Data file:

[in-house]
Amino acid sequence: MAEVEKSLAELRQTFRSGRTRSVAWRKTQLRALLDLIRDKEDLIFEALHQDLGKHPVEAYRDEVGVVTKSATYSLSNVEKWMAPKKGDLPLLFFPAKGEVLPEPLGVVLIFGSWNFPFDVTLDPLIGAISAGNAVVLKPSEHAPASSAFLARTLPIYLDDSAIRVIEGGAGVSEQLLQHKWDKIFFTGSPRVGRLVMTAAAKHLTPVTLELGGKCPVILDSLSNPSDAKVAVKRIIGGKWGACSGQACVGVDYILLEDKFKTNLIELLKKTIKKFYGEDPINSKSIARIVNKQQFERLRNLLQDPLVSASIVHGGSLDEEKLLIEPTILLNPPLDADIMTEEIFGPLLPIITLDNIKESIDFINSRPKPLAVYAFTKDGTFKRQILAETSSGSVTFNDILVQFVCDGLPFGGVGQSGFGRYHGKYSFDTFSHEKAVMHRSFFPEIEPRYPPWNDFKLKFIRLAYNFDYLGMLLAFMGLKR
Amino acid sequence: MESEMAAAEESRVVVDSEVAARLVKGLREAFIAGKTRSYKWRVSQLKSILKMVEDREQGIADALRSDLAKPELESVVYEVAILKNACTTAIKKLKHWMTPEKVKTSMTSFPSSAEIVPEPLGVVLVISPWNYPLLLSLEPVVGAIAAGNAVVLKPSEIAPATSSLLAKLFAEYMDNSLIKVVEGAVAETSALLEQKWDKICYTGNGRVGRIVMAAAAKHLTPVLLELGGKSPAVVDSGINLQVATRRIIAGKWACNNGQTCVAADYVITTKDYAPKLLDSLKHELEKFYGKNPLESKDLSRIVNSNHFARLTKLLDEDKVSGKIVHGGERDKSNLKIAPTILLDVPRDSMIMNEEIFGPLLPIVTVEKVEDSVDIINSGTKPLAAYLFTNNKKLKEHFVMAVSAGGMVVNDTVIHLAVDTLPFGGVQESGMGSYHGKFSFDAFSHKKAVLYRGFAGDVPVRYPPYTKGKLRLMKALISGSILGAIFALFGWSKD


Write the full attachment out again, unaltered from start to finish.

[in-house]
Amino acid sequence: MAEVEKSLAELRQTFRSGRTRSVAWRKTQLRALLDLIRDKEDLIFEALHQDLGKHPVEAYRDEVGVVTKSATYSLSNVEKWMAPKKGDLPLLFFPAKGEVLPEPLGVVLIFGSWNFPFDVTLDPLIGAISAGNAVVLKPSEHAPASSAFLARTLPIYLDDSAIRVIEGGAGVSEQLLQHKWDKIFFTGSPRVGRLVMTAAAKHLTPVTLELGGKCPVILDSLSNPSDAKVAVKRIIGGKWGACSGQACVGVDYILLEDKFKTNLIELLKKTIKKFYGEDPINSKSIARIVNKQQFERLRNLLQDPLVSASIVHGGSLDEEKLLIEPTILLNPPLDADIMTEEIFGPLLPIITLDNIKESIDFINSRPKPLAVYAFTKDGTFKRQILAETSSGSVTFNDILVQFVCDGLPFGGVGQSGFGRYHGKYSFDTFSHEKAVMHRSFFPEIEPRYPPWNDFKLKFIRLAYNFDYLGMLLAFMGLKR
Amino acid sequence: MESEMAAAEESRVVVDSEVAARLVKGLREAFIAGKTRSYKWRVSQLKSILKMVEDREQGIADALRSDLAKPELESVVYEVAILKNACTTAIKKLKHWMTPEKVKTSMTSFPSSAEIVPEPLGVVLVISPWNYPLLLSLEPVVGAIAAGNAVVLKPSEIAPATSSLLAKLFAEYMDNSLIKVVEGAVAETSALLEQKWDKICYTGNGRVGRIVMAAAAKHLTPVLLELGGKSPAVVDSGINLQVATRRIIAGKWACNNGQTCVAADYVITTKDYAPKLLDSLKHELEKFYGKNPLESKDLSRIVNSNHFARLTKLLDEDKVSGKIVHGGERDKSNLKIAPTILLDVPRDSMIMNEEIFGPLLPIVTVEKVEDSVDIINSGTKPLAAYLFTNNKKLKEHFVMAVSAGGMVVNDTVIHLAVDTLPFGGVQESGMGSYHGKFSFDAFSHKKAVLYRGFAGDVPVRYPPYTKGKLRLMKALISGSILGAIFALFGWSKD